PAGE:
An Introduction to the Paris School of Political Economy

(E)n général on gouverne trop … (mais) comment s’y prendre pour simplifier une machine administrative compliquée où les intérêts privés ont gagné du terrain sur l’intérêt public, comme une gangrène qui s’avance dans un corps humain lorsqu’elle n’est pas repoussée par le principe de vie qui tend à le conserver ?. Pour guérir cette maladie il faut observer comment s’étend la gangrène administrative. Tout homme qui exerce un emploi tend à augmenter l’importance de ses fonctions, soit pour faire preuve d’un zèle qui lui procure de l’avancement, soit pour rendre son emploi plus nécessaire et mieux payé, soit pour exercer plus de pouvoir, augmenter le nombre des personnes obligées d’avoir recours à lui et de solliciter sa bienveillance. Le remède doit suivre une marche contraire et tendre à diminuer les attributions. In general we are governed too much … (but) how do we go about reducing the size of a complicated administrative machine where private interests have gained ground over the public interest, like a gangrene which advances in a human body if it is not rejected by the life force which tends to protect it? To cure this disease we have to observe how the administrative gangrene is spread. Every person who is employed (by the state) tends to exaggerate the importance of his functions, whether this is to prove his zeal which will get him promoted, or to make his job (seem) more necessary and (thus) get paid more, or to exercise more power and (thus) increase the number of people who are obliged to come to him to sollicite his goodwill. The cure has to follow an opposite path and has to tend towards reducing the number of (their) duties.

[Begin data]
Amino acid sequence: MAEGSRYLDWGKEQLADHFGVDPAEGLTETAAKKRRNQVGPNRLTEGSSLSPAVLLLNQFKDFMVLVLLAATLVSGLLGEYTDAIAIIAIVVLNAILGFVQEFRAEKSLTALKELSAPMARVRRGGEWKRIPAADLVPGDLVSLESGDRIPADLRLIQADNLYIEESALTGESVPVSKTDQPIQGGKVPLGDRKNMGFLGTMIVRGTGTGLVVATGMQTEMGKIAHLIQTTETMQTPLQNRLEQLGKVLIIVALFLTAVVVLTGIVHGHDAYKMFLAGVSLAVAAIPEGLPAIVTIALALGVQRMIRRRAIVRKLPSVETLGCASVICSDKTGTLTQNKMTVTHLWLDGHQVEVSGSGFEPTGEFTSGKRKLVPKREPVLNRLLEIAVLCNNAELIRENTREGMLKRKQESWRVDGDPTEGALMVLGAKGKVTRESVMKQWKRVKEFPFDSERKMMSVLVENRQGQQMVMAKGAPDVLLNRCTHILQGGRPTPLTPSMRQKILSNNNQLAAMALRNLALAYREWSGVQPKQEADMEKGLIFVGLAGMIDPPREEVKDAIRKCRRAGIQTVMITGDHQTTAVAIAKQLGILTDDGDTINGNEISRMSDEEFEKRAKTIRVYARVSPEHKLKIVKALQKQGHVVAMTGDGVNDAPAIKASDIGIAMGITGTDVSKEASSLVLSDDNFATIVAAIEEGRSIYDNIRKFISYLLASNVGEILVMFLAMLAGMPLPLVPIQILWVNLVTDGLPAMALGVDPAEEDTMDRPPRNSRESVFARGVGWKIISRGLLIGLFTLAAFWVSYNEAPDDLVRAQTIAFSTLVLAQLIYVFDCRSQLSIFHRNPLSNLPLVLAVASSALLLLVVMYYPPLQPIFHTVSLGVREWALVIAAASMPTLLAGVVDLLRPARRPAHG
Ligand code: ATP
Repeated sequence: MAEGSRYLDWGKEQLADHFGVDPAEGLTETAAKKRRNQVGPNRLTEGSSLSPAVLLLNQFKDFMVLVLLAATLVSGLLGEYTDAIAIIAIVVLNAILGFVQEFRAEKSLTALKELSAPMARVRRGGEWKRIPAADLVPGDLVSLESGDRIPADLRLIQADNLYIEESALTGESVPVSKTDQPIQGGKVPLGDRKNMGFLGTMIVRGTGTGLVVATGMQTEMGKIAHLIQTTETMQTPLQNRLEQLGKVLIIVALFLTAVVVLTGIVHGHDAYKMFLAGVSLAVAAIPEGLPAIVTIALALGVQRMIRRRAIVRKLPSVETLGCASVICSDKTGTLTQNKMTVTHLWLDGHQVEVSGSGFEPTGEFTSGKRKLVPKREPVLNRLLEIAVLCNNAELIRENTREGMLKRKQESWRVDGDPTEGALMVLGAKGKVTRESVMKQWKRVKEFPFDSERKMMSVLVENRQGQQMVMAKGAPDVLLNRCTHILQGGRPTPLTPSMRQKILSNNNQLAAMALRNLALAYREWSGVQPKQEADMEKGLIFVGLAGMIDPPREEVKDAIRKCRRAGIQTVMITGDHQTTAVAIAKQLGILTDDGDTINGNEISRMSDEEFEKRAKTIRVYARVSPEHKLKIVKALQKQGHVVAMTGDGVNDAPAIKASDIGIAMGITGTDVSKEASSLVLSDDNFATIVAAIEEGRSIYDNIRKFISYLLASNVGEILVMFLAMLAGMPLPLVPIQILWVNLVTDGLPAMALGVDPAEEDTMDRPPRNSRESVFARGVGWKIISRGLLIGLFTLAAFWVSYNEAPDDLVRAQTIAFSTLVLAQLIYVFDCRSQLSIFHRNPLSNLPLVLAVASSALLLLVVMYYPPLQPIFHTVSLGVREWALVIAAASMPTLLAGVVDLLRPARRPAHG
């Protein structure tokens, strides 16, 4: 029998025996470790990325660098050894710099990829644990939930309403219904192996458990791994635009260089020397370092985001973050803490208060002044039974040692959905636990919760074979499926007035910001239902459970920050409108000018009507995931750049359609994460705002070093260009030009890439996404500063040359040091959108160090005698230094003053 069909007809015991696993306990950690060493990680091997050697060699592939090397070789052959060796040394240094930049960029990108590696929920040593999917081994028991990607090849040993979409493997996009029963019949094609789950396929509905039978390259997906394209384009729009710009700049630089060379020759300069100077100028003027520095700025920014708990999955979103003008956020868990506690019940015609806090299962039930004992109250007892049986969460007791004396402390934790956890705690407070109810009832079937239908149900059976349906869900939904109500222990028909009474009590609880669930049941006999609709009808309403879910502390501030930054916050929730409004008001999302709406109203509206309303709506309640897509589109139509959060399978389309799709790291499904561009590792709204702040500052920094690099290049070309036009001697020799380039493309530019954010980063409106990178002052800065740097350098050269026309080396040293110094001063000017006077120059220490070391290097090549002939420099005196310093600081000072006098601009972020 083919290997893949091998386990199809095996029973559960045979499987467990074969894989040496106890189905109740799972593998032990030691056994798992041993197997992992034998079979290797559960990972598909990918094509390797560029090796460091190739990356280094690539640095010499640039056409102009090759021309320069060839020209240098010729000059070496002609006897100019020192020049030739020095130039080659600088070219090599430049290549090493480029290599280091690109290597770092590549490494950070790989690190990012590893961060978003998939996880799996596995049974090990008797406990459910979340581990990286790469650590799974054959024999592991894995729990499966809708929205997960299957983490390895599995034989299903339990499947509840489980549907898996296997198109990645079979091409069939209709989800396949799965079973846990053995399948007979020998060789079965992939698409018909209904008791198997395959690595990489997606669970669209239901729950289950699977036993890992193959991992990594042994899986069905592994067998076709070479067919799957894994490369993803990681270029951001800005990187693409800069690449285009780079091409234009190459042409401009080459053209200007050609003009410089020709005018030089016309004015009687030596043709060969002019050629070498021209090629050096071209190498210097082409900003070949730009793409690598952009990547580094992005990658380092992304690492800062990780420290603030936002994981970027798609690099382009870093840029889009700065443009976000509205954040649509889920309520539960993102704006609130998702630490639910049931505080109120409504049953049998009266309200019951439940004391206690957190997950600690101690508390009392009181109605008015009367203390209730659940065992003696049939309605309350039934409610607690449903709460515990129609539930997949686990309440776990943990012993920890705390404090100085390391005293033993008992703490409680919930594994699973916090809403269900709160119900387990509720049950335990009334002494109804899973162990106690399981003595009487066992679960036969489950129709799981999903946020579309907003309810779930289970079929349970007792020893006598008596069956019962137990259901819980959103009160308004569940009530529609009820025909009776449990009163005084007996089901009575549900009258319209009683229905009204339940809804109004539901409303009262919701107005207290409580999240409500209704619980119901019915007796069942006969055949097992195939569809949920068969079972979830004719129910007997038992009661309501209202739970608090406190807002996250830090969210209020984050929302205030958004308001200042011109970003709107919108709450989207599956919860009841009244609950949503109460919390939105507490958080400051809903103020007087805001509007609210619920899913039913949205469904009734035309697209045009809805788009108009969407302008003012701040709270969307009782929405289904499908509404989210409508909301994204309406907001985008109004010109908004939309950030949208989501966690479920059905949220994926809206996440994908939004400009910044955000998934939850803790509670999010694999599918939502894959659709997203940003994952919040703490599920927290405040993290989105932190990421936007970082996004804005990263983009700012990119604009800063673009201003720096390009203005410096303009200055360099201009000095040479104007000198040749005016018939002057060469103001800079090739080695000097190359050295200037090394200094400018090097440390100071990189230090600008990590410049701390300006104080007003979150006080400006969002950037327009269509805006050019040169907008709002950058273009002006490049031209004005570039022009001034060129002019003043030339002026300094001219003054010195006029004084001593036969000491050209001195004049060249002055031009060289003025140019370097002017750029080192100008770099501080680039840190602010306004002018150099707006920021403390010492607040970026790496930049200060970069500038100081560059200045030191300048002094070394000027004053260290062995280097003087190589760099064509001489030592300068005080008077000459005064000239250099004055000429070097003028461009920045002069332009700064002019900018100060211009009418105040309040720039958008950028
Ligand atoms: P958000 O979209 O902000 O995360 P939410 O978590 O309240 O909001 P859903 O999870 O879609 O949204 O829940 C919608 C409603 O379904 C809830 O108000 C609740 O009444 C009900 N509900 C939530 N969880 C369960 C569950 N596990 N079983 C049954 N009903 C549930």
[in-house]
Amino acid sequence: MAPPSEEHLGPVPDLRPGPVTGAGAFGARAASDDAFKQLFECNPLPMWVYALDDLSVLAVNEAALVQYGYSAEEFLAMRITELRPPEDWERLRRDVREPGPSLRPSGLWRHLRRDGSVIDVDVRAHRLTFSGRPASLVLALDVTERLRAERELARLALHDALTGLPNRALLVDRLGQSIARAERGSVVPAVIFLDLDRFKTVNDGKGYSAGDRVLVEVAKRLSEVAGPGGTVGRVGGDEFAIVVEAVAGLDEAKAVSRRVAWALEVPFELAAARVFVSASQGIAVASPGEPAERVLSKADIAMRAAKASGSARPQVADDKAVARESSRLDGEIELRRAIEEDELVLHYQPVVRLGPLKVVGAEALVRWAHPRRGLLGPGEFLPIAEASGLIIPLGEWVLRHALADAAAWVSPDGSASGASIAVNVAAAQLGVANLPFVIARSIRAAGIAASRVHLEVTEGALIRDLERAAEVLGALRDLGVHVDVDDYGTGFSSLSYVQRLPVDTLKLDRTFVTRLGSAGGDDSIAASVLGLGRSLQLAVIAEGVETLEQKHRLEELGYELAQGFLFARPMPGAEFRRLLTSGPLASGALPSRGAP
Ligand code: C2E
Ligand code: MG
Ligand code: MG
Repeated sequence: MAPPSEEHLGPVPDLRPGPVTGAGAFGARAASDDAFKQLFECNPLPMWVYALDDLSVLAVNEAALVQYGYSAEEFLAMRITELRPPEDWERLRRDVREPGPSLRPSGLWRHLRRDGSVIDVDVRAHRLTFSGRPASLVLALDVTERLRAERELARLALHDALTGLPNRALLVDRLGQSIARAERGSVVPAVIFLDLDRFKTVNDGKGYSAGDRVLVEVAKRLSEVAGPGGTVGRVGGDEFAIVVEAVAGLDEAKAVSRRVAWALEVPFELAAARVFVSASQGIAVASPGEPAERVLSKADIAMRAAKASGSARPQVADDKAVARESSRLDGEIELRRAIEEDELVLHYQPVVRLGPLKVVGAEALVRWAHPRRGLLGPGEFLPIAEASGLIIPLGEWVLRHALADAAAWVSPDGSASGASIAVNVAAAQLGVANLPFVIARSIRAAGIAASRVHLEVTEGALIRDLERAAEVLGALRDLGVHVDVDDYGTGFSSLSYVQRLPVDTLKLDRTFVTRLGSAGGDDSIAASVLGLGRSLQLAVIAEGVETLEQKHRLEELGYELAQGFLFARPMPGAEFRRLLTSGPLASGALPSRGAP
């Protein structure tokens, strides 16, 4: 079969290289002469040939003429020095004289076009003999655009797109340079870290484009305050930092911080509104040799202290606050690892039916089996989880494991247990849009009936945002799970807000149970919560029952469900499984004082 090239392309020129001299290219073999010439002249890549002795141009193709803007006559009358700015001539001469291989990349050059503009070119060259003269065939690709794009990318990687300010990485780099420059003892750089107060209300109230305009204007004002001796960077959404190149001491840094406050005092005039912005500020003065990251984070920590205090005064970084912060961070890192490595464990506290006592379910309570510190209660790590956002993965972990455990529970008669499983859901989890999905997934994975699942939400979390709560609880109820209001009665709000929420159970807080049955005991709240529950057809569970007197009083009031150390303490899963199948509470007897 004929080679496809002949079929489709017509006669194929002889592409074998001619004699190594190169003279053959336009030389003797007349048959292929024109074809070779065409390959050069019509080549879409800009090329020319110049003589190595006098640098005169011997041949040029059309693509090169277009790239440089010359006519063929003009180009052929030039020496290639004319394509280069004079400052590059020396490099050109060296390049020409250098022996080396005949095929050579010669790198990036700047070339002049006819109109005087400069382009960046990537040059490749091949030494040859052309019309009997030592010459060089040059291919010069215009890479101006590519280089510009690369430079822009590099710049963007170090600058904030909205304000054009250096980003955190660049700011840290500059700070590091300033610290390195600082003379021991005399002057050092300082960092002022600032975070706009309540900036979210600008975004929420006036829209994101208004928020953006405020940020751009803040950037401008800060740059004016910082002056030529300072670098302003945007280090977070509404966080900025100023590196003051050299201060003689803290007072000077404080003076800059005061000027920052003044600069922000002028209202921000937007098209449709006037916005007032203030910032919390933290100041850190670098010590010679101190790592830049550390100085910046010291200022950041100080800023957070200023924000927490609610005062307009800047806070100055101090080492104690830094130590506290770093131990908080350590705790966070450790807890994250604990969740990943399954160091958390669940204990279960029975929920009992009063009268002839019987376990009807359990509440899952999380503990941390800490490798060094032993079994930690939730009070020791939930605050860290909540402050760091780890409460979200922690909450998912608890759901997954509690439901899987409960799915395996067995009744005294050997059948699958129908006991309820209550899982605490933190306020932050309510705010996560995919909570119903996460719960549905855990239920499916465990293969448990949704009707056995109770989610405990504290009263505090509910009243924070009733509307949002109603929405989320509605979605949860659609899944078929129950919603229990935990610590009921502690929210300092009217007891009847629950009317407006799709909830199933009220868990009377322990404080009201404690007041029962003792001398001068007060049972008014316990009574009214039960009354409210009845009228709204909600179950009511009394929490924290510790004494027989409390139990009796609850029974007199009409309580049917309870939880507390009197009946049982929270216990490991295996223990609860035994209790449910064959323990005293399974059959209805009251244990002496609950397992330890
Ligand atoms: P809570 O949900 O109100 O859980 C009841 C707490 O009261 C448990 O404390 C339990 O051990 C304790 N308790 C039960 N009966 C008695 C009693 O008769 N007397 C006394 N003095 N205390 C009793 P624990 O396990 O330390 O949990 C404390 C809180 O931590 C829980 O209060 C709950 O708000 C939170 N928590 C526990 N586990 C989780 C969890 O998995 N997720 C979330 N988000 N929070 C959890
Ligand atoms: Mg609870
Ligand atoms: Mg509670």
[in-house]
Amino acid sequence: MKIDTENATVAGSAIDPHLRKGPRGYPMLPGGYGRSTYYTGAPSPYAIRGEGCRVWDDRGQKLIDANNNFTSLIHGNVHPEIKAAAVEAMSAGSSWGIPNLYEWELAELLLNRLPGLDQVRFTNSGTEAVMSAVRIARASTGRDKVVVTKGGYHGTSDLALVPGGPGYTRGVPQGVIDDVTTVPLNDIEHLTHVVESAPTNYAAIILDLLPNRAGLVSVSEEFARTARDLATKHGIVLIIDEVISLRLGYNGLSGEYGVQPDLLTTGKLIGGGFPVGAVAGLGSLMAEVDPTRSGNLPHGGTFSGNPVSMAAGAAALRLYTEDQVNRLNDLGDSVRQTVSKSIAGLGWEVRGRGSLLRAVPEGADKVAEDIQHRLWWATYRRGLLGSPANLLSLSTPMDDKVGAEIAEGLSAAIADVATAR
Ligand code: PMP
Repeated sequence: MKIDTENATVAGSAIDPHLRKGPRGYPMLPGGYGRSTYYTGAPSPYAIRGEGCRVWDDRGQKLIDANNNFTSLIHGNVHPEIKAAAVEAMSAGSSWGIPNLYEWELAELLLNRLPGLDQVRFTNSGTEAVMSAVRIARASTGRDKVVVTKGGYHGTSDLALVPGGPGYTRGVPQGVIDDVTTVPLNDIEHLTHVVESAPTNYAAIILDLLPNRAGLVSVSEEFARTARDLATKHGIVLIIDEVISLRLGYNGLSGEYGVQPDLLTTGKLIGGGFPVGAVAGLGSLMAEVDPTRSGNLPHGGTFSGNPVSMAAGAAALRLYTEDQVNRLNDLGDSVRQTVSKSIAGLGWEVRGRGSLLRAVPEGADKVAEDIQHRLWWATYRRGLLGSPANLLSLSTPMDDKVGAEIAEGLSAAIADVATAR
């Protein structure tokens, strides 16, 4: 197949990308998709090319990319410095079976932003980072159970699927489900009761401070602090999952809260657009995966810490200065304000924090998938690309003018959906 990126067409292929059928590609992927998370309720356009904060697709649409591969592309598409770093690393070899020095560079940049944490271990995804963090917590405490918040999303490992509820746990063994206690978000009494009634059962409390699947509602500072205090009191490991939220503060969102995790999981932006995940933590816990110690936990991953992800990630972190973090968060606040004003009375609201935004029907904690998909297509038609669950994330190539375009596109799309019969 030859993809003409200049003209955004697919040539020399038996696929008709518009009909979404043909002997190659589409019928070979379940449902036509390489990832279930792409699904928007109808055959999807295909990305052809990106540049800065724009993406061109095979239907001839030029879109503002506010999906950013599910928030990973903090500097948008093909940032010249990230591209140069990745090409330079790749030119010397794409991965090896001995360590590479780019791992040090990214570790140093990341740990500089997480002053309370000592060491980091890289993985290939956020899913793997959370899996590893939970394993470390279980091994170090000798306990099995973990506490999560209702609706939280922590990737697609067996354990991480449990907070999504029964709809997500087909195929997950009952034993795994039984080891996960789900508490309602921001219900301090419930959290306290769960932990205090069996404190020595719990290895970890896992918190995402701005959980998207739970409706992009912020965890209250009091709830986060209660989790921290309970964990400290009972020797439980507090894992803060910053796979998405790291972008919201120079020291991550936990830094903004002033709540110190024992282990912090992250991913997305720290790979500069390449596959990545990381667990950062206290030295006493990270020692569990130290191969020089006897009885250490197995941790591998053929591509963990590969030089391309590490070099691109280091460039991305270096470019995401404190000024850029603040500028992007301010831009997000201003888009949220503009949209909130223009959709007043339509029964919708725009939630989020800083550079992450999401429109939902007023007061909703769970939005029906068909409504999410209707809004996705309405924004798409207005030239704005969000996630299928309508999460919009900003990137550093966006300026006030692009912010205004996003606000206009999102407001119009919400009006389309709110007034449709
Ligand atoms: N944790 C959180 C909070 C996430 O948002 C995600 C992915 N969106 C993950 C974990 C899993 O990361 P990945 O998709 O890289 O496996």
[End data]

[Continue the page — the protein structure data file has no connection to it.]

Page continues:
[J.B. Say “Cours à l’Athénée” (1819), 4th Séance, “Suite des consommations publiques,” Oeuvres, vol. IV, p. 117.]

Note: See also the following:

  • my blog posts on “A Publishing History of the Guillaumin Firm (1837-1910)” (5 Aug. 2022) here and “The Guillaumin Network and the Paris School of Political Economy” (7 Aug. 2022) here
  • my summary webpage on The Paris School
  • a brief description of the Guillaumin firm and my list of their publications: “Gilbert-Urbain Guillaumin (1801-64) and the Guillaumin Publishing Firm (1837-1910)” here